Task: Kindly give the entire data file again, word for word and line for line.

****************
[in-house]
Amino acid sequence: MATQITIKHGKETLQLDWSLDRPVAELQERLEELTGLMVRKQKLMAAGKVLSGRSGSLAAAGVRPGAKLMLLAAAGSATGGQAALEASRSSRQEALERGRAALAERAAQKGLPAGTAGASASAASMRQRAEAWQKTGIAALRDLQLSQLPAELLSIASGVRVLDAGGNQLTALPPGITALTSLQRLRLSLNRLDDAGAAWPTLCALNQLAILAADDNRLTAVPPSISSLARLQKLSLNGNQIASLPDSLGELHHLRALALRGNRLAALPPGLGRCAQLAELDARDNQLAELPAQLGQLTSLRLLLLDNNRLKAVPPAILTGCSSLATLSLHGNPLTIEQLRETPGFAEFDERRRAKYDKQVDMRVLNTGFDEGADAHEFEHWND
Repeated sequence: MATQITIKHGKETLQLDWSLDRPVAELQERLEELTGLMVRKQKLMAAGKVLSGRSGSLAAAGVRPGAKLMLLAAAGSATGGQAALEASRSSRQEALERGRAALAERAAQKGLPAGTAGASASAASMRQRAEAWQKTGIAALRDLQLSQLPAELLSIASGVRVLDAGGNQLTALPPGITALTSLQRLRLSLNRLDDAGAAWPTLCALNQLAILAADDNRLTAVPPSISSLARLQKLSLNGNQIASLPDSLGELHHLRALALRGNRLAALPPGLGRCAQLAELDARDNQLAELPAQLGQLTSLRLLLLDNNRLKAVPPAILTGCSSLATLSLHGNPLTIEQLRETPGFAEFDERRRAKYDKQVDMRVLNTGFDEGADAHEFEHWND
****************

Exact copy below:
[in-house]
Amino acid sequence: MATQITIKHGKETLQLDWSLDRPVAELQERLEELTGLMVRKQKLMAAGKVLSGRSGSLAAAGVRPGAKLMLLAAAGSATGGQAALEASRSSRQEALERGRAALAERAAQKGLPAGTAGASASAASMRQRAEAWQKTGIAALRDLQLSQLPAELLSIASGVRVLDAGGNQLTALPPGITALTSLQRLRLSLNRLDDAGAAWPTLCALNQLAILAADDNRLTAVPPSISSLARLQKLSLNGNQIASLPDSLGELHHLRALALRGNRLAALPPGLGRCAQLAELDARDNQLAELPAQLGQLTSLRLLLLDNNRLKAVPPAILTGCSSLATLSLHGNPLTIEQLRETPGFAEFDERRRAKYDKQVDMRVLNTGFDEGADAHEFEHWND
Repeated sequence: MATQITIKHGKETLQLDWSLDRPVAELQERLEELTGLMVRKQKLMAAGKVLSGRSGSLAAAGVRPGAKLMLLAAAGSATGGQAALEASRSSRQEALERGRAALAERAAQKGLPAGTAGASASAASMRQRAEAWQKTGIAALRDLQLSQLPAELLSIASGVRVLDAGGNQLTALPPGITALTSLQRLRLSLNRLDDAGAAWPTLCALNQLAILAADDNRLTAVPPSISSLARLQKLSLNGNQIASLPDSLGELHHLRALALRGNRLAALPPGLGRCAQLAELDARDNQLAELPAQLGQLTSLRLLLLDNNRLKAVPPAILTGCSSLATLSLHGNPLTIEQLRETPGFAEFDERRRAKYDKQVDMRVLNTGFDEGADAHEFEHWND